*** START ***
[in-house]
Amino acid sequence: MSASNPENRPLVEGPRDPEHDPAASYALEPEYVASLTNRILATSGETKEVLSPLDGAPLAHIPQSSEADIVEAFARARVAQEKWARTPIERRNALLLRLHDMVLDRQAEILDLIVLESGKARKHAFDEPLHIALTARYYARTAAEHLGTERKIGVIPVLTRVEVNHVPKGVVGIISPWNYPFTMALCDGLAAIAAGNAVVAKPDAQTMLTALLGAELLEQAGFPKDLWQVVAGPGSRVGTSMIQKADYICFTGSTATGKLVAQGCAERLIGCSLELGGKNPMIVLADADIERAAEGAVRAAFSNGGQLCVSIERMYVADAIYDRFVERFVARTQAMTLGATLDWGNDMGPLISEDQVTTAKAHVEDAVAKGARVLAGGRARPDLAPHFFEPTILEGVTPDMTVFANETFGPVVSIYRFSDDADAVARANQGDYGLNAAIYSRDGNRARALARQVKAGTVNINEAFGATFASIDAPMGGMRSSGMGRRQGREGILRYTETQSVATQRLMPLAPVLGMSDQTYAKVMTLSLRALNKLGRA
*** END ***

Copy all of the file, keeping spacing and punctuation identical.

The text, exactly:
[in-house]
Amino acid sequence: MSASNPENRPLVEGPRDPEHDPAASYALEPEYVASLTNRILATSGETKEVLSPLDGAPLAHIPQSSEADIVEAFARARVAQEKWARTPIERRNALLLRLHDMVLDRQAEILDLIVLESGKARKHAFDEPLHIALTARYYARTAAEHLGTERKIGVIPVLTRVEVNHVPKGVVGIISPWNYPFTMALCDGLAAIAAGNAVVAKPDAQTMLTALLGAELLEQAGFPKDLWQVVAGPGSRVGTSMIQKADYICFTGSTATGKLVAQGCAERLIGCSLELGGKNPMIVLADADIERAAEGAVRAAFSNGGQLCVSIERMYVADAIYDRFVERFVARTQAMTLGATLDWGNDMGPLISEDQVTTAKAHVEDAVAKGARVLAGGRARPDLAPHFFEPTILEGVTPDMTVFANETFGPVVSIYRFSDDADAVARANQGDYGLNAAIYSRDGNRARALARQVKAGTVNINEAFGATFASIDAPMGGMRSSGMGRRQGREGILRYTETQSVATQRLMPLAPVLGMSDQTYAKVMTLSLRALNKLGRA